Tax Incentives and Rebates
While it’s true that the rules governing which electric vehicles qualify for federal tax incentives in the US are in something of a state of flux, today, there are still plenty of excellent EVs that can really pay off come tax day. As of this writing, these include the Ford F-150 Lightning and Ford Mustang Mach-E, the Chevrolet Bolt EV and Bolt EUV, the Cadillac Lyriq, the Tesla Model 3 and Model Y, and many others, all of which qualify for up to $7500 in federal tax incentives. That’s partly because a prior law that began phasing out tax incentives starting with an EV manufacturer’s 200,000th unit sale was reversed by the Biden administration, although other restrictions relating to the country of origin of the vehicle and its key components is soon to take effect. Even plug-in hybrids, such as the Jeep Wrangler 4xe and Grand Cherokee 4xe, the Chrysler Pacifica Plug-In Hybrid, and the Ford Escape Plug-In Hybrid offer up to $7500 in federal tax incentives.
In addition, many US states have their own rebate or incentive programs for EVs. Maine, for instance, offers a $1000 rebate on plug-in hybrids and a $2000 rebate on battery-electric vehicles to individuals, businesses, and other organizations. In New York, the New York State Energy Research and Development Authority (NYSERDA) offers rebates up to $2000 for the purchase or lease of a new qualifying electrified vehicle. And in Michigan, as well as some other states, electrical utility providers like Great Lakes Energy offer rebates of $500 or so, intended to help cover the cost of a home EV charging station. Learn more about the incentives offered in your state.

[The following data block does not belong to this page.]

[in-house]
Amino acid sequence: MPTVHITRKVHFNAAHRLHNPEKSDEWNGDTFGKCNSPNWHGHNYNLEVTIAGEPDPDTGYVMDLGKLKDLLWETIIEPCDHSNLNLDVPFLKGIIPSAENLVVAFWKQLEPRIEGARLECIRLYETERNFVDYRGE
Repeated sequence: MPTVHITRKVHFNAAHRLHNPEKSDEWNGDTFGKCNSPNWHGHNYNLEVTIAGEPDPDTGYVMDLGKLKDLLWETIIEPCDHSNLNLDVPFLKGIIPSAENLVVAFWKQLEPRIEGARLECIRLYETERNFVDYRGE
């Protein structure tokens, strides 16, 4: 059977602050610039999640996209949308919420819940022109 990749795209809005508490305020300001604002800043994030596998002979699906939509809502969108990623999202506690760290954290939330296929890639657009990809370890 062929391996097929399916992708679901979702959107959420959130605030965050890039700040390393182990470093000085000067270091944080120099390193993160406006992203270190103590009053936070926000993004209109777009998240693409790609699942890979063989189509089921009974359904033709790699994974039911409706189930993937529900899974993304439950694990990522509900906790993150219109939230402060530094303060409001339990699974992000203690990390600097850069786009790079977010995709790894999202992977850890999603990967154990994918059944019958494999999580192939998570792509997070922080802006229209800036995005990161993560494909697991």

There are also incentives and rebates available for EV chargers, including the installation process. On the national level, the federal government will cover 30% of the cost of an EV charger and installation up to $1000 for residents and up to $30,000 for commercial installations.
Additionally, more than 30 U.S. and Canadian cities offer rebates for residents who purchase EV charging equipment with rebates ranging from $150 to $750.
There’s a myth floating around that electric vehicles are somehow less safe than internal combustion cars, but in fact, the opposite appears to be true; according to a recent study by the Insurance Institute for Highway Safety, injury claims among EV passengers involved in crashes are more than 40 percent lower than for comparable internal combustion cars. Meanwhile, data from the Highway Loss Data Institute show that insurance claims for EVs are also roughly 40 percent lower, and EVs experience significantly fewer collisions.
This all makes intuitive sense. For one thing, gasoline is a highly combustible liquid, and the chances of an ignition somewhere outside of the engine are significantly increased in the event of a crash. For another, while EVs are only subject to the same crash safety standards as other road-going vehicles, their big, heavy batteries actually lend themselves quite well to protecting the passenger compartment against dangerous intrusions, and in any given crash, the heavier vehicle tends to receive less impact force than the lighter one. What’s more, it’s reasonable to suspect that the average EV has more access to advanced driver assistance systems than the typical internal combustion vehicle, both because automakers have a desire to distinguish their EVs as high-tech, “cutting-edge” machines, and because all that battery capacity makes computing power that much easier to bake in.